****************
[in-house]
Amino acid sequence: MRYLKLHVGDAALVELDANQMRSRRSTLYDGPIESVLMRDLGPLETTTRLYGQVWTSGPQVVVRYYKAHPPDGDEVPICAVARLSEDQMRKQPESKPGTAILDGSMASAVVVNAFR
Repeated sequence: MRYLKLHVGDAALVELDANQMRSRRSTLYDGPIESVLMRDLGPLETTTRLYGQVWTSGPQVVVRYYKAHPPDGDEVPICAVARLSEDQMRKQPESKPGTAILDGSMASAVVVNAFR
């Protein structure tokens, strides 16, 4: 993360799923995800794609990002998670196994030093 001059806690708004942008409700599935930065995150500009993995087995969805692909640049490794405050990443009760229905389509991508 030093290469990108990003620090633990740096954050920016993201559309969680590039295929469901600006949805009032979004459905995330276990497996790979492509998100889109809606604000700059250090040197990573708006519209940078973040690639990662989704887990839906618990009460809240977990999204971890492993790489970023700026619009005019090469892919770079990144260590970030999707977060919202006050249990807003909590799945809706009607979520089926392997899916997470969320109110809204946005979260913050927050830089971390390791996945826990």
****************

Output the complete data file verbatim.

[in-house]
Amino acid sequence: MRYLKLHVGDAALVELDANQMRSRRSTLYDGPIESVLMRDLGPLETTTRLYGQVWTSGPQVVVRYYKAHPPDGDEVPICAVARLSEDQMRKQPESKPGTAILDGSMASAVVVNAFR
Repeated sequence: MRYLKLHVGDAALVELDANQMRSRRSTLYDGPIESVLMRDLGPLETTTRLYGQVWTSGPQVVVRYYKAHPPDGDEVPICAVARLSEDQMRKQPESKPGTAILDGSMASAVVVNAFR
């Protein structure tokens, strides 16, 4: 993360799923995800794609990002998670196994030093 001059806690708004942008409700599935930065995150500009993995087995969805692909640049490794405050990443009760229905389509991508 030093290469990108990003620090633990740096954050920016993201559309969680590039295929469901600006949805009032979004459905995330276990497996790979492509998100889109809606604000700059250090040197990573708006519209940078973040690639990662989704887990839906618990009460809240977990999204971890492993790489970023700026619009005019090469892919770079990144260590970030999707977060919202006050249990807003909590799945809706009607979520089926392997899916997470969320109110809204946005979260913050927050830089971390390791996945826990």